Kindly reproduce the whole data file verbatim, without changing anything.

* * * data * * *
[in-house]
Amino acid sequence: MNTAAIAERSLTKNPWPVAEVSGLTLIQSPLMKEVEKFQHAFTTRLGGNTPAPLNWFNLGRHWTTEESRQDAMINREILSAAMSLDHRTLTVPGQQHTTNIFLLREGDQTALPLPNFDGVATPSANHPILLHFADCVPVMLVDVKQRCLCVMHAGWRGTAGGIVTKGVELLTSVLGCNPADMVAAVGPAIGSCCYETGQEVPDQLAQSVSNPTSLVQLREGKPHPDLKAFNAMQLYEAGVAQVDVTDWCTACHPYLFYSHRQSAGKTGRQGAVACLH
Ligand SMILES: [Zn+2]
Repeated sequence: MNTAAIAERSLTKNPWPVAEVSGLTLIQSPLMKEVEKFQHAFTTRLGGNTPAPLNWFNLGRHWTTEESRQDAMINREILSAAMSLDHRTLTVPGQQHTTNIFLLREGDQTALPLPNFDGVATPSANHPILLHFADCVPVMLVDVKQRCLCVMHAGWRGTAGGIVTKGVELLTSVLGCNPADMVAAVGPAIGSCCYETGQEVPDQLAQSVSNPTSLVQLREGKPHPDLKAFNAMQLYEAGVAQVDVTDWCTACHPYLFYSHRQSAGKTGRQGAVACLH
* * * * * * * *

[in-house]
Amino acid sequence: MNTAAIAERSLTKNPWPVAEVSGLTLIQSPLMKEVEKFQHAFTTRLGGNTPAPLNWFNLGRHWTTEESRQDAMINREILSAAMSLDHRTLTVPGQQHTTNIFLLREGDQTALPLPNFDGVATPSANHPILLHFADCVPVMLVDVKQRCLCVMHAGWRGTAGGIVTKGVELLTSVLGCNPADMVAAVGPAIGSCCYETGQEVPDQLAQSVSNPTSLVQLREGKPHPDLKAFNAMQLYEAGVAQVDVTDWCTACHPYLFYSHRQSAGKTGRQGAVACLH
Ligand SMILES: [Zn+2]
Repeated sequence: MNTAAIAERSLTKNPWPVAEVSGLTLIQSPLMKEVEKFQHAFTTRLGGNTPAPLNWFNLGRHWTTEESRQDAMINREILSAAMSLDHRTLTVPGQQHTTNIFLLREGDQTALPLPNFDGVATPSANHPILLHFADCVPVMLVDVKQRCLCVMHAGWRGTAGGIVTKGVELLTSVLGCNPADMVAAVGPAIGSCCYETGQEVPDQLAQSVSNPTSLVQLREGKPHPDLKAFNAMQLYEAGVAQVDVTDWCTACHPYLFYSHRQSAGKTGRQGAVACLH